“I don’t believe that you can teach everything completely online — and I do online teaching, so I’m not trying to talk myself out of a job!” she says. 

“For certain developments, you need to go into a physical place, a college, a school, a university and have proper social interaction and practice those interpersonal skills.”

Programs like drama and debating and public speaking all help.

“You have to have [some skills, like communication] inter-personally before you can have them online,” Rowena says.

“I used to challenge some of my students that always wanted to default to a text or an email. I’d ask if they stopped to consider if that was the right way to handle this communication exchange.”

This isn’t merely a tension of the old way vs the new but instead learning to assess each situation critically. This is something that education, particularly tertiary education, teaches really well. 

Online courses for remote skills are the future

Virtual or online courses have been steadily growing over the past decade, and with the addition of Future of Work (Remote Working Skills) module at The Technological University of Dublin, it’s clear that similar subjects will begin to pop up at universities around the world. At the very least, remote skills are likely to be integrated into current and future modules as our world grows increasingly more technologically savvy.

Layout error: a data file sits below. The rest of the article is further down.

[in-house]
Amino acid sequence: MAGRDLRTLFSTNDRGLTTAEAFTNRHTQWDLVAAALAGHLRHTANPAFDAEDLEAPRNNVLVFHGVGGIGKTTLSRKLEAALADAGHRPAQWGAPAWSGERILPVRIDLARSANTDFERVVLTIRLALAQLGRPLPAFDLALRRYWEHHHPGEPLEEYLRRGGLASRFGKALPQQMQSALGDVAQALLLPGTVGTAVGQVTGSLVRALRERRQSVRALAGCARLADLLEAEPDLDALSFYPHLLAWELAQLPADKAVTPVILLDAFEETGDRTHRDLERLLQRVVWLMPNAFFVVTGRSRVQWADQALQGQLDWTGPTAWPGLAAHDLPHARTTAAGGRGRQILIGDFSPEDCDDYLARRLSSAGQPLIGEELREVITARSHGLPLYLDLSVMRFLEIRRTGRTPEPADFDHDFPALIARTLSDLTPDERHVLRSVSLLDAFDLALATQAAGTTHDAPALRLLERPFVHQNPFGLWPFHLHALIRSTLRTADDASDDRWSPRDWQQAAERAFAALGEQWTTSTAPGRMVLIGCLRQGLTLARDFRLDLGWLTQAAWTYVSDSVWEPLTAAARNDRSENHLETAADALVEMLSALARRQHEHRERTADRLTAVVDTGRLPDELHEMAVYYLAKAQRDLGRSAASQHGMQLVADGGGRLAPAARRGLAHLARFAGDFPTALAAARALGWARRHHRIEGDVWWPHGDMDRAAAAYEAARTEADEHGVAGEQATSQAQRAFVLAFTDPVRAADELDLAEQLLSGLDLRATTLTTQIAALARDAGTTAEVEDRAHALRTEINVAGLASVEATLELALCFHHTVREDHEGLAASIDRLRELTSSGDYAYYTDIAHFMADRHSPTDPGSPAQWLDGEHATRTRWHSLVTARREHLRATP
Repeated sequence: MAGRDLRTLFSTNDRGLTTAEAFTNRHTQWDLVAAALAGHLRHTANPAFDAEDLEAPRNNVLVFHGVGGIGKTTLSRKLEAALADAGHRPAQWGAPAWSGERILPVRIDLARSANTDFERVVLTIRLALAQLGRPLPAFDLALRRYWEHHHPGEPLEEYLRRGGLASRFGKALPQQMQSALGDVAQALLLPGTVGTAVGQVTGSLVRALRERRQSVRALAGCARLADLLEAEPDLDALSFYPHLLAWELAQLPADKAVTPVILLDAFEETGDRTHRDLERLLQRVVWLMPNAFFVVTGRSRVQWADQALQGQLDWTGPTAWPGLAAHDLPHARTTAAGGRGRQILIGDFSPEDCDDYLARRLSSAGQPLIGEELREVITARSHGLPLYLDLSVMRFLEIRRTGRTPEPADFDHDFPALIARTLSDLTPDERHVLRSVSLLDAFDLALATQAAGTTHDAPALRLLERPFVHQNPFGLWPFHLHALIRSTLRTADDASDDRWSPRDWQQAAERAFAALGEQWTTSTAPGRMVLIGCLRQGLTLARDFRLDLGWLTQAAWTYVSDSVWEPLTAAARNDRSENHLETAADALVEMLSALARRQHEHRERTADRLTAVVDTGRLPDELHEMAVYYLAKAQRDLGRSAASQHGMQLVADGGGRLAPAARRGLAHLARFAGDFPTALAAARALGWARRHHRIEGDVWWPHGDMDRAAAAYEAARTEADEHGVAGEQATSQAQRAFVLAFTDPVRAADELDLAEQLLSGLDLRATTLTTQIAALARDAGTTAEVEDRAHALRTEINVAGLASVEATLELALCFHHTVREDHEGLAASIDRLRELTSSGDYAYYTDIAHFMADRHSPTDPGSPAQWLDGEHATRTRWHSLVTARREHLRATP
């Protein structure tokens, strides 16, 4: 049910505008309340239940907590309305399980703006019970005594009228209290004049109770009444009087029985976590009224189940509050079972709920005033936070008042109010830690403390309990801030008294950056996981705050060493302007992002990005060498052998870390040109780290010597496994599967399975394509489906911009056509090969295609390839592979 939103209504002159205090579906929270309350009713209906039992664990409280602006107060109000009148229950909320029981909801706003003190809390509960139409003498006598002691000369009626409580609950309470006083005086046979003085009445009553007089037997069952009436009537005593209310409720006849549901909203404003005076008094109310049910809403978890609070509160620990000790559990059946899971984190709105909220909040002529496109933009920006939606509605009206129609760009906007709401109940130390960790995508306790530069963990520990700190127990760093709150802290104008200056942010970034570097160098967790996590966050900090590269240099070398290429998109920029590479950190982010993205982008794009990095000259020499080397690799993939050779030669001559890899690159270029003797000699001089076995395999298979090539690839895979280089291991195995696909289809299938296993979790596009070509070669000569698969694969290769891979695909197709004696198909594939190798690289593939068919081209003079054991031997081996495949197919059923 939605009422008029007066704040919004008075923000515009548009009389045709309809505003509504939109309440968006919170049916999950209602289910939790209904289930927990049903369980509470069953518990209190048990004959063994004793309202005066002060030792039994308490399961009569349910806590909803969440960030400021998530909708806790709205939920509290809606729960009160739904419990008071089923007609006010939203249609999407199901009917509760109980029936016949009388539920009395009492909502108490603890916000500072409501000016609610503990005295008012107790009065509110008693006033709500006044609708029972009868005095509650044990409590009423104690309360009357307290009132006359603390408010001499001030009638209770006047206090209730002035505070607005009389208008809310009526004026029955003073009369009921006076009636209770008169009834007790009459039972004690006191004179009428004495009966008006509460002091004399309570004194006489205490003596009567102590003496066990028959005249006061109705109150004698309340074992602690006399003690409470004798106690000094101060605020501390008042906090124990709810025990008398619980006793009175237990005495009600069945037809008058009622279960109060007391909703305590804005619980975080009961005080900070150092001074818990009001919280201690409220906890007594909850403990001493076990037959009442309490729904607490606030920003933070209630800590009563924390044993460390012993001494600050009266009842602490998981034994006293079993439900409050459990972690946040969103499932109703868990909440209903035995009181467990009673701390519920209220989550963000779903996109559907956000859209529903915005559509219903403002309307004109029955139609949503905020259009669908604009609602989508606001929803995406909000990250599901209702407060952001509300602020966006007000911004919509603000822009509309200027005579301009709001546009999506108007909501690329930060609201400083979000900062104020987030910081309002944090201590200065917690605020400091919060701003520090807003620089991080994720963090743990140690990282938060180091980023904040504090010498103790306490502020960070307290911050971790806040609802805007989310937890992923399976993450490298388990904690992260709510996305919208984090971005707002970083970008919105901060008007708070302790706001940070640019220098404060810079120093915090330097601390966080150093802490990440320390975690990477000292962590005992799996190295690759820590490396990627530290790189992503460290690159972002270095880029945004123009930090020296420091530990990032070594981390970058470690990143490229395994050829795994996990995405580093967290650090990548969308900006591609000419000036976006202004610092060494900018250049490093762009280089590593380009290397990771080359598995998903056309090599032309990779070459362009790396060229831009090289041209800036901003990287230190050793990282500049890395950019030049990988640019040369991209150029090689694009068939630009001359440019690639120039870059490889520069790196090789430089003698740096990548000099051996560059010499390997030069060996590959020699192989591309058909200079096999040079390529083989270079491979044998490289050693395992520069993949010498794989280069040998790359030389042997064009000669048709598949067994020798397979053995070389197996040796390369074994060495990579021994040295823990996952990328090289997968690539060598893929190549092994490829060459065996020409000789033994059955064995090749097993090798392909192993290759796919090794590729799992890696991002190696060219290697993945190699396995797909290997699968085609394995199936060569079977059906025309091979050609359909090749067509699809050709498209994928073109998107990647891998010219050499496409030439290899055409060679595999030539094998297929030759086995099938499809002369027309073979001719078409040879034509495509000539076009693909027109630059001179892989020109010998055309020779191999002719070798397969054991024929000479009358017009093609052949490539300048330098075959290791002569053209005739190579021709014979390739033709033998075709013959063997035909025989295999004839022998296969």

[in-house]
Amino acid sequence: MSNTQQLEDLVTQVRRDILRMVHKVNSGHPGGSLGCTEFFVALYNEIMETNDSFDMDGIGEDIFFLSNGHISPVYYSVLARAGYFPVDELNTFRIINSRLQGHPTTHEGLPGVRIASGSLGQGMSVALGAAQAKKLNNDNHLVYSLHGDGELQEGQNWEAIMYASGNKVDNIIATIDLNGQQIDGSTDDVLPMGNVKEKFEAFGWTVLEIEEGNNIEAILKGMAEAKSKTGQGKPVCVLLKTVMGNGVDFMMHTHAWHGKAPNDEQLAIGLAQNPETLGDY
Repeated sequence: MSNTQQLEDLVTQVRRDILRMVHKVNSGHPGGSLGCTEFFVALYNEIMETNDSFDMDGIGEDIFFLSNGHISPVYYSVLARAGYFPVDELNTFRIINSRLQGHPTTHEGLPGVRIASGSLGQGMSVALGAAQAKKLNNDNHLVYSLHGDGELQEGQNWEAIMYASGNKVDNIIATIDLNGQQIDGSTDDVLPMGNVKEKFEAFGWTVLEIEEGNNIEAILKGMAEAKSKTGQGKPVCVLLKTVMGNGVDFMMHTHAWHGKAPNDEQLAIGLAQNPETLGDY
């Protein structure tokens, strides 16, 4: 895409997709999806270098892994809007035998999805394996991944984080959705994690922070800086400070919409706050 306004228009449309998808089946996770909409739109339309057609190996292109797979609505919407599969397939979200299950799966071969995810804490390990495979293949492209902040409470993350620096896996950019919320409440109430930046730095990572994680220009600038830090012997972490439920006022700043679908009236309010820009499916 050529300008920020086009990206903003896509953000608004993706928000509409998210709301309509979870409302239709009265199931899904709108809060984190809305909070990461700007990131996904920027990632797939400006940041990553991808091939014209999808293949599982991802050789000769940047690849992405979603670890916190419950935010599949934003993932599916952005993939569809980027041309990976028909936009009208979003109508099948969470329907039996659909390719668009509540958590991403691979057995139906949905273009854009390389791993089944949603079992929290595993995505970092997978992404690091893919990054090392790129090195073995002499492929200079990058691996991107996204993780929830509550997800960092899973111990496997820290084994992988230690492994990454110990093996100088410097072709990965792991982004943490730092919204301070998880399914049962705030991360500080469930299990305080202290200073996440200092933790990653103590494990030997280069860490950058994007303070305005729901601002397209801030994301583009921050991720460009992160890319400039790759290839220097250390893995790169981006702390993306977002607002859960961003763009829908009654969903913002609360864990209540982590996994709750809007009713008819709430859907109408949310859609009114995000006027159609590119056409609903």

We’re no longer working with a generation of people who are unfamiliar with what it takes to go remote. While obviously time and experience help with this, it doesn’t necessarily have to all come from the workplace.

Remote work has its learning curve

Remote work doesn’t always work for everyone. Often, it can take some trial and error to set up a module that balances the flexibility of working remotely with the productivity and virtual connection required. Sometimes what works in one season of life doesn’t work in another and requires a new set of tweaks. 

This will be true whether you’re just starting out or have been working remotely for your entire career.  

Setting yourself up by learning practical skills that will be helpful in a remote position as well as practicing softer skills like self-reflection, communication and self-management will be a huge help. As will choosing a role with a company that has supportive and active culture.  

But you can’t know if you’ll succeed in a remote role unless you try. No choice is completely without risk. Graduate positions are always huge learning curves and even if the biggest lesson that comes from your time working remote is that you never want to do it again, that’s still helpful information to know. 

– Bree Caggiati